In the world of food ingredients, there is no ingredient as versatile as glycerin. In the world of kosher ingredient sensitivity, there is no kosher-sensitive ingredient that compares to glycerin. Glycerin’s ingredient versatility is not limited to food grade applications. Glycerin is used extensively as a major component in the pharmaceutical and cosmetics industries, as well.
Glycerin is known as a humectant. That means that glycerin helps retain moisture. Therefore, glycerin is a perfect ingredient for the baking industry to keep bakery goods moist and give products a longer shelf-life. Glycerin is sweet and can be used as a substitute for liquid sugar. Glycerin is an excellent solvent and is used as a mainstay for food colors. These properties make glycerin an essential ingredient in a myriad of food applications.
Furthermore, glycerin’s natural properties make it an essential element in pharmaceutical products, as well as health and beauty aids. What is that sweet, syrupy base used in over-the-counter cough medicine? Glycerin. What is a basic ingredient in many mouthwashes and toothpastes? Glycerin. How about soaps and shampoos? You guessed it … glycerin. In fact, one article lists over 1500 uses for glycerin!
In the world of kosher/non-kosher compatible ingredients, glycerin ranks #1 in the sensitivity department. Glycerin can be produced naturally from vegetable or animal sources, or synthetically from petroleum. It can be produced as kosher or treif, and as kosher for year-round use or Kosher L’Pesach.
What is glycerin? How is it derived or produced? What makes it so kosher-sensitive?
Glycerin or glycerol is a term derived from the French word, “glycerin”, or the Greek term, “glykeros”, which means “sweet”. Glycerin is found naturally in the human body, as well as in vegetables and animals. Glycerin is known as a lipid. A lipid is a fat found in humans, animals and vegetables, and glycerin is part of this lipid.
Believe it or not, glycerin was discovered quite by accident in 1799 by a pharmaceutical chemist name Carl Scheele. Scheele combined olive oil with caustic soda under high heat. The result was the creation of new materials. The free fatty acids combined with sodium, creating what is known as “soap stock”, the basic component of soap production. This process of soap making and its byproduct is popularly known as saponification, the method used for the production of soap. The byproduct of this reaction is crude glycerin, which today is more main than a mere by product.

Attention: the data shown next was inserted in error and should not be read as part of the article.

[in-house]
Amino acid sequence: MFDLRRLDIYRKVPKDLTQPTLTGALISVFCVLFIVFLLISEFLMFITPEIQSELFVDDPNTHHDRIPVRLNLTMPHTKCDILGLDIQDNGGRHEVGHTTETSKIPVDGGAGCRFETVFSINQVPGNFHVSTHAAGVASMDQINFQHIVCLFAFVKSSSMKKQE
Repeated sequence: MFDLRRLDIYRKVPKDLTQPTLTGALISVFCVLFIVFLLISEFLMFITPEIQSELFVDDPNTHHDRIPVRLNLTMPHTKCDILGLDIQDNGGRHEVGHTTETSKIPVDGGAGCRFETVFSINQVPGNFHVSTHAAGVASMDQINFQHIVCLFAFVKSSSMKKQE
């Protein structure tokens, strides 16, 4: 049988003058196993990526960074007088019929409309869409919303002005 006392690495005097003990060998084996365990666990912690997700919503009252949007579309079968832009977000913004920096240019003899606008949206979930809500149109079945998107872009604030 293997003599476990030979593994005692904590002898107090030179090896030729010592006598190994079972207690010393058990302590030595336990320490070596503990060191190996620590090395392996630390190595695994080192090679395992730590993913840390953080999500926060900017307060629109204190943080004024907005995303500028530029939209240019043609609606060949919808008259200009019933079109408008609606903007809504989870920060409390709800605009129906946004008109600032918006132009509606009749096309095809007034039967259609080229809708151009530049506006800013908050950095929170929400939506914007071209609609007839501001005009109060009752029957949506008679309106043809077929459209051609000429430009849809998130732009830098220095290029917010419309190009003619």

Saponification is not limited to vegetable based products, such as olive, palm or coconut oil. It also can be achieved using lipids such as tallow or lard. The same result of separating animal based triglycerides with caustic soda, will result in animal soapstock and animal-based glycerin.
It is interesting to note that in the world of oil refining, when crude olive or crude vegetable oil requires refining, the first stage of the refining process is known as “neutralization”. Neutralization of the acidity is achieved when caustic soda is combined with the unrefined oil. In this case, the caustic soda removes minimal amounts of free fatty acid that lowers the acidity, but leaves the triglycerides and the glycerin in the olive oil intact. Experts say that the difference between saponification and neutralization depends upon the amount of caustic used plus the amount of heat applied to the oil. No heat plus caustic equals neutralization, and the oil remains intact. High heat and lots of caustic creates saponification, where the glycerin molecule splits off.
Another method used to produce glycerin is known as transesterification, whereby methanol and acetic acid are used as extractives that combine with the lipid to form many components; glycerin is one of the byproducts. This process is popularly known as biodiesel extraction. Depending upon the starter material, whether vegetable or animal, the result will be either kosher or non-kosher biodiesel and kosher and non-kosher glycerin.
Years ago, there was a significant kashrus concern even with vegetable transesterification when the starter material for biodiesel productions from spent vegetable oil from McDonald’s (and other similar sources) would make non-kosher vegetable biodiesel and non-kosher glycerin. Obviously, if this spent oil biodiesel production method became cost-effective then kosher glycerin would be sold at a super premium price, triggering further complications in the kosher glycerin market.
A third method used to produce kosher glycerin is synthetically: using propylene, a petro chemical, as the starter material. The propylene molecule is modified through chlorination and oxidation, which produce a glycerin molecule. This method produces viable kosher synthetic glycerin but is not cost-effective.
As we have seen, glycerin was discovered as the result of an error in 1799, and today glycerin can be produced through many chemical processes. Amazingly, the final result is that the kosher glycerin molecule is the same regardless of the process. It is an incredible gift from the Ribono Shel Olam. Just as we learn of glycerin’s incredible application, we learn of glycerin’s potential kashrus pitfalls. For that reason, kashrus agencies have to be extremely vigilant to make sure kashrus standards are upheld on the production, transportation and storage levels, as well as the end user level, for a spoonful of non-kosher glycerin would be anything but “delightful” and wouldn’t go down so well!